Keeping in view the intrinsic importance of the core-sector consumers and their importance in the national building activities and the extent of consumption of coal either for captive power generation of for use in manufacturing operations legitimately calls for a special treatment as far as these industries are concerned. For charging lesser prices or evolving a dual price policy, it cannot be said that equals are treated unequally or that the classification does not rest on rational basis. The objective of dual pricing purportedly is to ensure that core-sector industries or customers are not unduly burdened with price increase while at the same time the respondent gets adequate return for its products so as to cover the financial deficit.

There is no such law that a particular commodity cannot have a dual fixation of price. Dual fixation of price based on reasonable classification from different types of customers has met with approval from the courts. Monopolistic organizations like Electricity Boards, Petroleum Corporations are having dual price fixation. It is a common feature that Electricity Boards which generate power sell the power at different rates to different types of customers such as domestic, agricultural and industrial consumers. Even different types of industries are charged different rates.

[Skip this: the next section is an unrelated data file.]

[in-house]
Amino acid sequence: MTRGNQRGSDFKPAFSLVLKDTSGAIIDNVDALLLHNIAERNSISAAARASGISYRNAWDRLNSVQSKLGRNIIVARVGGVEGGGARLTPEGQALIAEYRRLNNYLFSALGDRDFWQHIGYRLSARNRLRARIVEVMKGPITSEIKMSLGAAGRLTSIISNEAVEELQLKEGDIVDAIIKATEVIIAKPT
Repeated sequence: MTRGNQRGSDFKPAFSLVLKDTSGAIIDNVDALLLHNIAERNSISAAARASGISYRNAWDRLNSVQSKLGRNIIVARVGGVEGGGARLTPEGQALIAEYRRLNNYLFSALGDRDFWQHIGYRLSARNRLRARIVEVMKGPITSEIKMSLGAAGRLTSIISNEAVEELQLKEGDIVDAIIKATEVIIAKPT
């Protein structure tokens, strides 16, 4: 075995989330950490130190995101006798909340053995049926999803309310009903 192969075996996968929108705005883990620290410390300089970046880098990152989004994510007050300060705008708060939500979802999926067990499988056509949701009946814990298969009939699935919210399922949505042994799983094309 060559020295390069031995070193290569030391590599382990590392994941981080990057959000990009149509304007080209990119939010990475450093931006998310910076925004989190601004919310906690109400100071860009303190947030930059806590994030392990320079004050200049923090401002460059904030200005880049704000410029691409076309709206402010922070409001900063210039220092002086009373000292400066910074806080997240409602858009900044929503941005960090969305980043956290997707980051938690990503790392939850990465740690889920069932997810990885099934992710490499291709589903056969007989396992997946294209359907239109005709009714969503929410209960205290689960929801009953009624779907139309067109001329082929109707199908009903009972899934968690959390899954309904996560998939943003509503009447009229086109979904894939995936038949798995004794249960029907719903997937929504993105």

Keeping in view the law laid down by this Court in Union of India v. Cynamide India Ltd.(supra) and M/s. Shri SitaRam Sugar Co. Ltd. v. Union of India (supra), in our opinion, the High Court did not fall into an error in upholding Clause 10 of the Price Notification dated 14.3.1997. The High Court rightly came to the conclusion that Clause 10 of the Price Notification did not violate the equality clause of Article 14 of the Constitution of India.

By evolving the dual price policy and charging lesser price from the core-sector industries the respondent has not treated equals as unequals or that the classification made was not rational.

For the reasons stated above, we do not find any merit in these appeals and dismiss the same.

The parties shall bear their own costs in this Court.

 

 Back


 



Client Area | Advocate Area | Blogs | About Us | User Agreement | Privacy Policy | Advertise | Media Coverage | Contact Us | Site Map
powered by nubia  |  driven by neosys